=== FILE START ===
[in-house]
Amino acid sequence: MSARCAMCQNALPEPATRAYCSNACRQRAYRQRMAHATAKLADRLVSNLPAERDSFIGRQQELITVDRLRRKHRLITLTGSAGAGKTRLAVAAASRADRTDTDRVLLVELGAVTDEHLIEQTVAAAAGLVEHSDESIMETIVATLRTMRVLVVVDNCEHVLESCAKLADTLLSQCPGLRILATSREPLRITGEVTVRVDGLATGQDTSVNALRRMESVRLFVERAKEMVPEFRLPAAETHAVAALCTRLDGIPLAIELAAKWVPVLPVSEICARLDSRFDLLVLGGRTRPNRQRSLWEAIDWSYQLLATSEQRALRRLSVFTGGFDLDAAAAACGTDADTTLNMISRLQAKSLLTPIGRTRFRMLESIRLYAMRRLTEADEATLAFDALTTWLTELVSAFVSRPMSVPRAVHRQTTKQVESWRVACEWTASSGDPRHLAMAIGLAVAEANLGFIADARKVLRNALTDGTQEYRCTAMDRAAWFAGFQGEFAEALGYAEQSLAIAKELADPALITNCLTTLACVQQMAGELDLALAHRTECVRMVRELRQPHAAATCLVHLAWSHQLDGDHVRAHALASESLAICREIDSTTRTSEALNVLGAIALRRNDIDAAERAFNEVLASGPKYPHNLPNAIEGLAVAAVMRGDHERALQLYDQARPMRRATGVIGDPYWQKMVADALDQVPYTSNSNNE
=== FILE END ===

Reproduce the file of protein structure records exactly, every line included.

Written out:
[in-house]
Amino acid sequence: MSARCAMCQNALPEPATRAYCSNACRQRAYRQRMAHATAKLADRLVSNLPAERDSFIGRQQELITVDRLRRKHRLITLTGSAGAGKTRLAVAAASRADRTDTDRVLLVELGAVTDEHLIEQTVAAAAGLVEHSDESIMETIVATLRTMRVLVVVDNCEHVLESCAKLADTLLSQCPGLRILATSREPLRITGEVTVRVDGLATGQDTSVNALRRMESVRLFVERAKEMVPEFRLPAAETHAVAALCTRLDGIPLAIELAAKWVPVLPVSEICARLDSRFDLLVLGGRTRPNRQRSLWEAIDWSYQLLATSEQRALRRLSVFTGGFDLDAAAAACGTDADTTLNMISRLQAKSLLTPIGRTRFRMLESIRLYAMRRLTEADEATLAFDALTTWLTELVSAFVSRPMSVPRAVHRQTTKQVESWRVACEWTASSGDPRHLAMAIGLAVAEANLGFIADARKVLRNALTDGTQEYRCTAMDRAAWFAGFQGEFAEALGYAEQSLAIAKELADPALITNCLTTLACVQQMAGELDLALAHRTECVRMVRELRQPHAAATCLVHLAWSHQLDGDHVRAHALASESLAICREIDSTTRTSEALNVLGAIALRRNDIDAAERAFNEVLASGPKYPHNLPNAIEGLAVAAVMRGDHERALQLYDQARPMRRATGVIGDPYWQKMVADALDQVPYTSNSNNE